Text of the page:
John Ford Biography

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(Critical Edition of Dramatic Literature)

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Very little is known about John Ford’s life other than a few isolated facts. He was baptized on April 17, 1586, the second son of a Devonshire country gentleman. He was admitted to Middle Temple in 1602, expelled for not paying a board bill in 1606, readmitted in 1608, and involved in a dispute over the wearing of hats in 1617. His father died in 1610, leaving Ford a paltry ten pounds, and six years later, his income was increased by a bequest of twenty pounds a year from his elder brother’s estate. Nothing is known of his style of life—whether he was ever married or engaged in a profession—and no record has yet been found of his death.


(Great Authors of World Literature, Critical Edition)

John Ford probably entered Exeter College, Oxford, in 1601; he entered the Middle Temple in 1602, but there is no evidence that he ever practiced law. His earliest known literary composition is Fame’s Memorial: Or, The Earl of Devonshire Deceased, an elegy on the death of the earl of Devonshire that contains a tribute to that nobleman’s widow, Penelope Devereux, the supposed Stella of Sir Philip Sidney’s sonnets.

At least four of Ford’s plays, perhaps including his earliest, are lost. Four are included in the list of plays destroyed by John Warburton’s cook, Betsy Baker, whose unfortunate fame results from her having destroyed a large number of play manuscripts, some unique, by using them as “pie-bottoms” or as fire-starters.

The first two of Ford’s surviving plays were written in collaboration with Thomas Dekker. Of the seven surviving plays by Ford alone, three established his reputation: ’Tis Pity She’s a Whore, The Broken Heart, and Perkin Warbeck. Because of its sensationalism and moral horror, the first of these has frequently been cited as an example of the “decadence” of Stuart drama. The second is interesting for its connections with Sidney’s Arcadia and its use of the theme of Sidney’s Astrophel and Stella for its tragic plot. The third is a worthy, if slightly anemic, descendant of William Shakespeare’s history plays. After 1639 all reference to Ford disappears from the records.


(Drama for Students)

John Ford, the second son of Thomas and Elizabeth Ford, was born in Ilsington, Devonshire, England, in 1586. The Fords were an old, well-to-do country family. While there is little information about Ford's early life, it is known that he attended Exeter College, Oxford, from 1601-1602. At the age of sixteen, in 1602, he was admitted to London's Middle Temple, where he studied law for several years, though there is no record of his having been called to the bar. The inns of court served as law schools as well as residences for young gentlemen, who also learned there the fine points of fashionable city and court life. During the years of Ford's residence, such major literary talents as dramatists John Marston and William Davenant, and metaphysical poet Thomas Carew were affiliated with Middle Temple. Literary scholars believe Ford circulated among them, and through them knew poet John Donne's family.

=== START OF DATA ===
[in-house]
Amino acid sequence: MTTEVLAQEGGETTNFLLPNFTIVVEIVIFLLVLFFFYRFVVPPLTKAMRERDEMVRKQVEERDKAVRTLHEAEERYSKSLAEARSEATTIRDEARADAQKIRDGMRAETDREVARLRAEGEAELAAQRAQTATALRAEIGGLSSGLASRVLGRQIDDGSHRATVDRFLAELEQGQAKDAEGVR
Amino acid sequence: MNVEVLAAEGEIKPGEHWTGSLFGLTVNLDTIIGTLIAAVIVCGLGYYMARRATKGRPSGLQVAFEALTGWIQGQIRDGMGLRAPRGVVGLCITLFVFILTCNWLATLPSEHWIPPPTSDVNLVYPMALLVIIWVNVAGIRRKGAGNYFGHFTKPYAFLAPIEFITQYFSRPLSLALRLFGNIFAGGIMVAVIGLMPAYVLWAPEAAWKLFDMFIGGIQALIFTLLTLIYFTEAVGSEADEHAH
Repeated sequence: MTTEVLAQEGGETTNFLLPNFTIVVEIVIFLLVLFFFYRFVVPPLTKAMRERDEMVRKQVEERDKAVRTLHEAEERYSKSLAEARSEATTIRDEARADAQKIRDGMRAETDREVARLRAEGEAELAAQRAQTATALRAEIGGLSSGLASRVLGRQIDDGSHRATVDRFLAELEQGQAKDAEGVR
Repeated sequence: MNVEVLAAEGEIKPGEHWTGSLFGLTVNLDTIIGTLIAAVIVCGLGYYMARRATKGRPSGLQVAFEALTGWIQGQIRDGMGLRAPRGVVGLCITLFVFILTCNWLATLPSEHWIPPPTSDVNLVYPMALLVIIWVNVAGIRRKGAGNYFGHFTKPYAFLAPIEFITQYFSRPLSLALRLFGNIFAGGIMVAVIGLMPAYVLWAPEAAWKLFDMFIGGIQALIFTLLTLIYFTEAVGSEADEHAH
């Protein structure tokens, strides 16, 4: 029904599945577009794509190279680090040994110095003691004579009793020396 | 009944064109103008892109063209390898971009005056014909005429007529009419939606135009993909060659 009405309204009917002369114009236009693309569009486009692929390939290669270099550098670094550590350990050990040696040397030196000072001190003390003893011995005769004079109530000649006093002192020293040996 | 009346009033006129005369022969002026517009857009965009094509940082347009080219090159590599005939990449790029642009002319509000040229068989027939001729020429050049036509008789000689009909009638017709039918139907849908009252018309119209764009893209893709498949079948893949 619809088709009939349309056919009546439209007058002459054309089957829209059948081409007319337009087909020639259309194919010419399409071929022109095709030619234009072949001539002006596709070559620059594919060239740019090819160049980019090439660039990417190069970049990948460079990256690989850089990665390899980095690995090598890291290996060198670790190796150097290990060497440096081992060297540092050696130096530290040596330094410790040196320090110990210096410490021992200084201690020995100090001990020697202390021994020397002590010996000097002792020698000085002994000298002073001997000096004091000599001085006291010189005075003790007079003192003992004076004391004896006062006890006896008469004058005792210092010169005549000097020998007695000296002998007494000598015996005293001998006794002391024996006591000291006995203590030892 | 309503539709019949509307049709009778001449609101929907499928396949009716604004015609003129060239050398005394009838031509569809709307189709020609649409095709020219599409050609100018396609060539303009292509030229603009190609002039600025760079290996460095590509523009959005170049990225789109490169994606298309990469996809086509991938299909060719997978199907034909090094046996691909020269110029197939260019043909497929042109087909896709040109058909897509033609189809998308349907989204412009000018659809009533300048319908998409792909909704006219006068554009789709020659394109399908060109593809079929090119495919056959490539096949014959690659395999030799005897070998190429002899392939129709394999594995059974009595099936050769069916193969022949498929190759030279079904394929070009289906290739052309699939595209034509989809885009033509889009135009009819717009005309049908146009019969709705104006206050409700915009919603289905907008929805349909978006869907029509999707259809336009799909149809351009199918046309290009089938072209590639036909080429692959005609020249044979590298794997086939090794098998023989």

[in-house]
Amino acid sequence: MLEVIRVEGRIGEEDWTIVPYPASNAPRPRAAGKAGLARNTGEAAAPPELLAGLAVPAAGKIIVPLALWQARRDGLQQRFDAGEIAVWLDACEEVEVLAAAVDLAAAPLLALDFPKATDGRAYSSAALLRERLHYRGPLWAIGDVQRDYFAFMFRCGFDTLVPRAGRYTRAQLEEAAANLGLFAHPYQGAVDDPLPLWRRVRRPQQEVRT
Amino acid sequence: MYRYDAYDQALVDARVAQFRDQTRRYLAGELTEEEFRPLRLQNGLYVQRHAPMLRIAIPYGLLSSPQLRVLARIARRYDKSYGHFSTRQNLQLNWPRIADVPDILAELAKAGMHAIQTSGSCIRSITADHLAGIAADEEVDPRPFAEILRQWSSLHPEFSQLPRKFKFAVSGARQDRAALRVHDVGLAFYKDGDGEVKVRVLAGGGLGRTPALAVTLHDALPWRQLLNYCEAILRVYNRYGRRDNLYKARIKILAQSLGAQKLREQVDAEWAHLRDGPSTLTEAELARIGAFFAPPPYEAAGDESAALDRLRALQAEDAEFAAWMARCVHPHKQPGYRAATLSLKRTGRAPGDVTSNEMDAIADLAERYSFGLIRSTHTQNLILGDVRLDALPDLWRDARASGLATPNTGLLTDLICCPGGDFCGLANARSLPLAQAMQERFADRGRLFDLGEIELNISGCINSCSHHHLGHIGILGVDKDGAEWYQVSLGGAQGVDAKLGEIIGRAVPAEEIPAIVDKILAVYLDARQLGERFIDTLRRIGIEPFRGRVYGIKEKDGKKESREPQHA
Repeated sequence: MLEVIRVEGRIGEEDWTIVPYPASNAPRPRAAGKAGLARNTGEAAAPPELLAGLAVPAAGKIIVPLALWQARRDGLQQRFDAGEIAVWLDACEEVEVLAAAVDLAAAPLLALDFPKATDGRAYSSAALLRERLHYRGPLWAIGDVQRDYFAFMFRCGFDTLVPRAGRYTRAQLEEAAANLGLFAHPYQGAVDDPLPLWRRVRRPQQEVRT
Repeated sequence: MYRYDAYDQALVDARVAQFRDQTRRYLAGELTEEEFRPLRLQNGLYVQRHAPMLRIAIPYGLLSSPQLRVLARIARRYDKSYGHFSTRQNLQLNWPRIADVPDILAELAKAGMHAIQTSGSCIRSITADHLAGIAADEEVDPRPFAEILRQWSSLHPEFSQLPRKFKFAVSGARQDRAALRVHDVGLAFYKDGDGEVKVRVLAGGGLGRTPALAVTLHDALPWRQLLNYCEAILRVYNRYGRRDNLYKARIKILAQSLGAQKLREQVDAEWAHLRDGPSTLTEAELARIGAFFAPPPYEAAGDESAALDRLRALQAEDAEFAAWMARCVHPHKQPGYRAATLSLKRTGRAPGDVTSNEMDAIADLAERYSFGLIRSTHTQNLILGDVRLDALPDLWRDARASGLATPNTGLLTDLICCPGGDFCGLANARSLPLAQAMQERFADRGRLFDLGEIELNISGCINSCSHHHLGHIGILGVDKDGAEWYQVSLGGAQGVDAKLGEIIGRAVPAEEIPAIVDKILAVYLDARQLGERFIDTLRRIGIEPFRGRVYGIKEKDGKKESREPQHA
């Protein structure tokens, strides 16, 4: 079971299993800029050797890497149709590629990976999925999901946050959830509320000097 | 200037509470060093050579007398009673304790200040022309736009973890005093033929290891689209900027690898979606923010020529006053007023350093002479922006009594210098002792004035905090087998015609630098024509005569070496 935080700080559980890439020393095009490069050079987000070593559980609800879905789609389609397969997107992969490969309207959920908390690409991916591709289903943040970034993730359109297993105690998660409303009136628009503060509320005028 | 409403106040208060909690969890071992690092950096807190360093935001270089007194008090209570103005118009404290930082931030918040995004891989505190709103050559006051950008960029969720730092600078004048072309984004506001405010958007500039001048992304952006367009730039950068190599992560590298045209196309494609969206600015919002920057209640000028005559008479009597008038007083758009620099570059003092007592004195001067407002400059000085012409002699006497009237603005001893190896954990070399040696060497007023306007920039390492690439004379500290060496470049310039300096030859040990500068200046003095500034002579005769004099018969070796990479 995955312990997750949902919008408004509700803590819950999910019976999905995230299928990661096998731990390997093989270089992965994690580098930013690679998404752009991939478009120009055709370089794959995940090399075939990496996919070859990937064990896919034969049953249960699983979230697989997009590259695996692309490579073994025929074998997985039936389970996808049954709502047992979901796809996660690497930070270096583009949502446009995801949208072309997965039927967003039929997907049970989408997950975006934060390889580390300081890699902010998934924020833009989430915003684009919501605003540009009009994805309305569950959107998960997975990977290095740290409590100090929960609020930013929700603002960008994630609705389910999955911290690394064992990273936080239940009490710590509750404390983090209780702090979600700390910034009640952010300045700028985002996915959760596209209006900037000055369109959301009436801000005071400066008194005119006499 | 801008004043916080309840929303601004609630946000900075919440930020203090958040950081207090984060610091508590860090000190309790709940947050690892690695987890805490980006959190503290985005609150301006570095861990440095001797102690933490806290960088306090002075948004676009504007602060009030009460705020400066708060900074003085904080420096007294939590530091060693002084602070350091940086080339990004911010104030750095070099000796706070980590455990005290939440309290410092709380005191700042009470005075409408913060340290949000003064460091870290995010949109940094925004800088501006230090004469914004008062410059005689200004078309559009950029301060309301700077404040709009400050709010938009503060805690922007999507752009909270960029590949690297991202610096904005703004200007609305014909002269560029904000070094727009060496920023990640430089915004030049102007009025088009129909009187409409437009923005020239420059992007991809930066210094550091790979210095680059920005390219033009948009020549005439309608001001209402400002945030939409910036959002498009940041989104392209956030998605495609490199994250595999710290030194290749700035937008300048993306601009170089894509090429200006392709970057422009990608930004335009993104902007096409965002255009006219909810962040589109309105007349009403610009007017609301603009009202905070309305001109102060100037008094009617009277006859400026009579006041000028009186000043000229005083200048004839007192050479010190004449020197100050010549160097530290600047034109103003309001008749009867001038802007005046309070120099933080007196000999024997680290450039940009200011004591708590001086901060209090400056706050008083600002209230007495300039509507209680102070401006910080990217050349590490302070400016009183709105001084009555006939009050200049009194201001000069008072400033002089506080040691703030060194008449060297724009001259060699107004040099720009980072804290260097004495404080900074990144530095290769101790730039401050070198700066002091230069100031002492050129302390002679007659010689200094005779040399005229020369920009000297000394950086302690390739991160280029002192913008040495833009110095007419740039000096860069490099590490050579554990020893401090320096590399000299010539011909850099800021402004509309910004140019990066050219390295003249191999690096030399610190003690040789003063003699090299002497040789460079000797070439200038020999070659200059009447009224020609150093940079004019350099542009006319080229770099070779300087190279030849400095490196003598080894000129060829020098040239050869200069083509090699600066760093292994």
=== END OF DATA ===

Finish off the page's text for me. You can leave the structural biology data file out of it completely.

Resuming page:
Between 1606 and 1620, Ford wrote several prose works, including Love Triumphant (1606), The Golden Mean (1613), and A Line of Life (1620). During his dramatic apprenticeship, he wrote and contributed to as many as eighteen plays, though seven have been lost.

Ford's period of major collaboration, from 1621 to 1625, included writings with various playwrights. He worked with Thomas Dekker on The Fairy Knight (1624), The Bristow Merchant (1624), and The Sun's Darling (1624). Ford, Dekker, and Rowley composed The Witch of Edmonton, which was produced at the Phoenix Theatre in 1621, while Ford, Dekker, Webster, and Rowley authored the now lost A Late Murder of the Son upon the Mother; or, Keep the Widow Waking (1624).

Working independently, Ford wrote his major plays after 1625. He wrote for several theatrical companies, including the King's Men at the Blackfriars and the Queens' Men and Beeston's boy-company at the Phoenix.

Robert Burton's enormous The Anatomy of Melancholy, a Renaissance treatise detailing classical ideas about "humour'' psychology, influenced Ford's first independent play, The Lover's Melancholy (1629). His other major dramatic works include Love's Sacrifice (1633), The Broken Heart (1633), Perkin Warbeck (1634), and The Lady's Trial (1638).

Ford's interest in aberrant psychology figures prominently in many of his plays. In general, his most successful characters evidence dignity, courage, and endurance in the face of suffering. Though Ford's plays deal with controversial themes such as incest and torture, he does so without being judgmental, neither condoning nor condemning, but rather, striving to offer an understanding of what a person experiencing such actions might think or feel.

Dating the performance history of 'Tis Pity She's a Whore proves difficult. Published in 1633, the play's title page indicated that it had been ‘‘Acted by the Queenes's Maiesties Seruants, at The Phoenix in Drury-Lane.'' Quite logically, then, critics believe the play to be performed after the founding of the Queens' company in 1626 and before its publication in 1633. Though published late in Ford's career, however, some critics believe it may be the first play he wrote alone.

The details surrounding Ford's death remain unknown, though most critics believe he died shortly after the 1639 publication of The Lady's Trial.